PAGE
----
I’ll return to this dissatisfaction and its connection to home, but for the moment, it leads in nicely to my final idea, a couple of lines from Rilke’s poem ‘Pigeons’:
What is home but a feeling of homesickness
for the flight’s lost moment of fluttering terror.
What we feel homesick for, that is, is not a place itself, but the unrecoverable moment of leaving that place, and the fact that it is never the same place to which we return. Nostalgia, then, has little to do with homesickness for a place; it’s neither a longing for a lost place or a lost time, but is, rather, a homelessness in time. And the more one travels, as the exiled Russian poet Joseph Brodsky once wrote, the more complex one’s sense of nostalgia becomes.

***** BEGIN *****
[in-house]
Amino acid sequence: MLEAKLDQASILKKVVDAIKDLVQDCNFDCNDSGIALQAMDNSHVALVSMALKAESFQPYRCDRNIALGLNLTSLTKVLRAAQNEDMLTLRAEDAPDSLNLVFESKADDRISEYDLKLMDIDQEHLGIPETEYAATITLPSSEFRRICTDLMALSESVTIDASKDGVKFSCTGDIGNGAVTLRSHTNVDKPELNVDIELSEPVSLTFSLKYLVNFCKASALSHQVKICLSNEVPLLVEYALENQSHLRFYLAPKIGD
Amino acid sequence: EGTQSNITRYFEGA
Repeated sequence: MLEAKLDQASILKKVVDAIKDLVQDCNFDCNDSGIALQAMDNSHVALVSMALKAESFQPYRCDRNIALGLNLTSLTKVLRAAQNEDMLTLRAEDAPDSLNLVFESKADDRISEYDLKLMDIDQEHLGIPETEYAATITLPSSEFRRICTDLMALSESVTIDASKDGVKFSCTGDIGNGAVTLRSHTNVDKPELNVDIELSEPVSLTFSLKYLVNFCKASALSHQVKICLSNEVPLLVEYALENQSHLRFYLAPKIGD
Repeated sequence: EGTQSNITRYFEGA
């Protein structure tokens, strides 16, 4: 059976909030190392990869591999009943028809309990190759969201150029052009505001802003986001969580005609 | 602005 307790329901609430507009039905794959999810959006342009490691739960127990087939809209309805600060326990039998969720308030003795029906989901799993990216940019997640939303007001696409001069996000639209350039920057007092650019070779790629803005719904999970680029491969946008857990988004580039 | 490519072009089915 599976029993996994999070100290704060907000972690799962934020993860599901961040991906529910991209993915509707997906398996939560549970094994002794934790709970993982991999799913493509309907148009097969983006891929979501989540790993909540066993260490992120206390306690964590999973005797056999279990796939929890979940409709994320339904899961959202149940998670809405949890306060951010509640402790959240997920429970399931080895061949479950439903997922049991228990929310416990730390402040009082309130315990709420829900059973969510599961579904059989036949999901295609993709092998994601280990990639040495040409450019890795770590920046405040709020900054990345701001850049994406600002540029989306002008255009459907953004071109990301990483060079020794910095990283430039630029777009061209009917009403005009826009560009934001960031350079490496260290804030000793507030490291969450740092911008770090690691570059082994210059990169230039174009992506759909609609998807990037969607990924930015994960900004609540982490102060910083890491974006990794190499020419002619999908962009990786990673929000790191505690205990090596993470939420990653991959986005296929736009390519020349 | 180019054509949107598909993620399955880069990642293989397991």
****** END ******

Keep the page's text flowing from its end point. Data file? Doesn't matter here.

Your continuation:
Like almost all second generation Australians, I lived in two worlds as a child. And somehow the child sensed it was essential to avoid actual knowledge; that by knowing just a little, not only was he able to establish his own sense of self, he could also make himself however he wanted; without knowledge, it was the easiest thing in the world to see the forests of the Ukraine, to listen at night to the howl of the wolves, in the backyards of Cessnock. I’m not certain exactly when my sense of being Ukrainian became important to me, but there’s no doubt the sense of containing something ‘foreign’ within myself is crucial to my own romance of what I am.